Wednesday, November 26, 2014

Learning | Nuts to You

Let me be clear about this; I am not trying to insult you, or anybody else.  I'm excited, because I just read an entertaining story about squirrels, and I would like to tell you about it. The name of the book is Nuts to You.

Nuts to You is by Lynne Rae Perkins. You may have read her Newbery Medal-winning book, Criss Cross. The main characters in this book are four squirrels. Not just any four squirrels--squirrels who are brave, loyal to their friends, philosophers and problem solvers.

Squiggy the Squirrel (the star of Explore)
from Kenny P's photostream on
Some rights reserved.

The story begins with what appears to be the end for Jed, a grey squirrel who is snatched up by a hawk. But he finds a clever way to distract that predatory bird, so that he can escape. 

The new problem is, he does not know where he has landed. Everything is unfamiliar. Even the squirrels look different; they are red, instead of grey. They talk funny, and they just do things differently than Jed and his friends.

Red squirrel,
from Drew McLellan's photostream on
Some rights reserved.

For instance, red squirrels eat pine cones--something Jed had never seen, because he lived in an area with different trees. 

Squirrel on a Mission, 
from Doug Brown's photostream on
Some rights reserved.

Jed's friend, TsTs, sees the hawk snatch him, and drop him in a far off place. She enlists another friend, Chai, to accompany her on the dangerous mission to go find Jed and bring him home.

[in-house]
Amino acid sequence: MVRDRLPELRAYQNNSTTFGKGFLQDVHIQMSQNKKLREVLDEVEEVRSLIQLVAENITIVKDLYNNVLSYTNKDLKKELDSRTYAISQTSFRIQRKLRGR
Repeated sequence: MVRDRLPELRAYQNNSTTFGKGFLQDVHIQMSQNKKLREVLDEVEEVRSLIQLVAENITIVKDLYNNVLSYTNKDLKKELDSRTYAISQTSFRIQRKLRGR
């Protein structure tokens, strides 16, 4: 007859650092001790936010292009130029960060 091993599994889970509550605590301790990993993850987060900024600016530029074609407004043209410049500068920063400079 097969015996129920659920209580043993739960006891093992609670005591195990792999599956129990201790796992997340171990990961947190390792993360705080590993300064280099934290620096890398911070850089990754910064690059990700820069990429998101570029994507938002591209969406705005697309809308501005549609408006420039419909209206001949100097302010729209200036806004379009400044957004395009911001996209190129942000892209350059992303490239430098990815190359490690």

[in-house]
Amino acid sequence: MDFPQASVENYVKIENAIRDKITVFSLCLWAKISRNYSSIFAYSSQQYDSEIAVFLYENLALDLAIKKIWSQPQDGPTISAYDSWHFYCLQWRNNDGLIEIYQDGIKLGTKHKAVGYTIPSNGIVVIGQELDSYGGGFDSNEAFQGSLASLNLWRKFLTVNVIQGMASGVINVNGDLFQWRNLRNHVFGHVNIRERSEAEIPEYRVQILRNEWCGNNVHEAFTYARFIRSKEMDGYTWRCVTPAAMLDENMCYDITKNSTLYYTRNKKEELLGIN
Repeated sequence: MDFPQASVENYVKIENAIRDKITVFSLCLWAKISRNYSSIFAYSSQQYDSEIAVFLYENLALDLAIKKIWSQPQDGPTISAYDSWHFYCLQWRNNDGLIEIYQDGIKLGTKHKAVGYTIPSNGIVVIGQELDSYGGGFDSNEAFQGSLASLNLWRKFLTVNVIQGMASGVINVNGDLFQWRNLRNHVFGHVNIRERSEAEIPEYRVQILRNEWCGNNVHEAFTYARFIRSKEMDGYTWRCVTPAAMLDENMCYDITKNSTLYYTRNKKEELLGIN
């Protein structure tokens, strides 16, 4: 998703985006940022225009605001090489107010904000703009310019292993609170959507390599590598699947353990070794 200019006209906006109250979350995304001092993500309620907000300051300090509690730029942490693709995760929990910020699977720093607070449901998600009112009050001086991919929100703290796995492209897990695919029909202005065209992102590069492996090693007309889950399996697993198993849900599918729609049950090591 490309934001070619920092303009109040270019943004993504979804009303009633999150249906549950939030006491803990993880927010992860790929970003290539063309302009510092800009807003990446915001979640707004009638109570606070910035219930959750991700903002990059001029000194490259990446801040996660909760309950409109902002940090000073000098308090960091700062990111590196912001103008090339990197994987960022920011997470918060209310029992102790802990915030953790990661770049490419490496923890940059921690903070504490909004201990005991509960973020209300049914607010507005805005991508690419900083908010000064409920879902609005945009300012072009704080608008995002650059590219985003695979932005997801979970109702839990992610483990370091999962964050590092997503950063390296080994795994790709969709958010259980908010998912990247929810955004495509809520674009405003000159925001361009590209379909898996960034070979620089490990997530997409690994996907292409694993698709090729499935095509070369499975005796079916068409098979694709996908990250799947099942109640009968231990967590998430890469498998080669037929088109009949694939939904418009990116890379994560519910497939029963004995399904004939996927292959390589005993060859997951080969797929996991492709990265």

So we have an interesting story here, but it's made even better by the way it is told.  

The main narrative is enhanced by the author's own illustrations; some of these are like comic book panels, with dialogue and commentary.

She also adds notes. These notes tell us additional things about the story, or random facts.  There's plenty of opportunity to learn here, even though this book is fiction. 

For example, when she says Jed "slipped like water* through the distracted hawk's talons," The asterisk on water indicates a note that says,"Thick water. Or perhaps like a non-Newtonian fluid. Look it up on YouTube."

Perkins has a knack for lyrical description, as you can see in the quote below.

Best Squirrel House at the University of Michigan (April 4, 2014)
from Corey Seeman's photostream at
Some rights reserved.
"Chai watched the object enter a solid bough the way a duck's foot enters water. But while water heals back up and is the same as before, the bough fell heavily to the ground. Thunk."--Nuts to You, p. 115. 

Nuts to You is written for middle graders, roughly from ages 8 to 12.  I also recommend it to anybody who enjoyed Kate DiCamillo's Newbery Medal-winning book, Flora and Ulysses.

No comments:

Post a Comment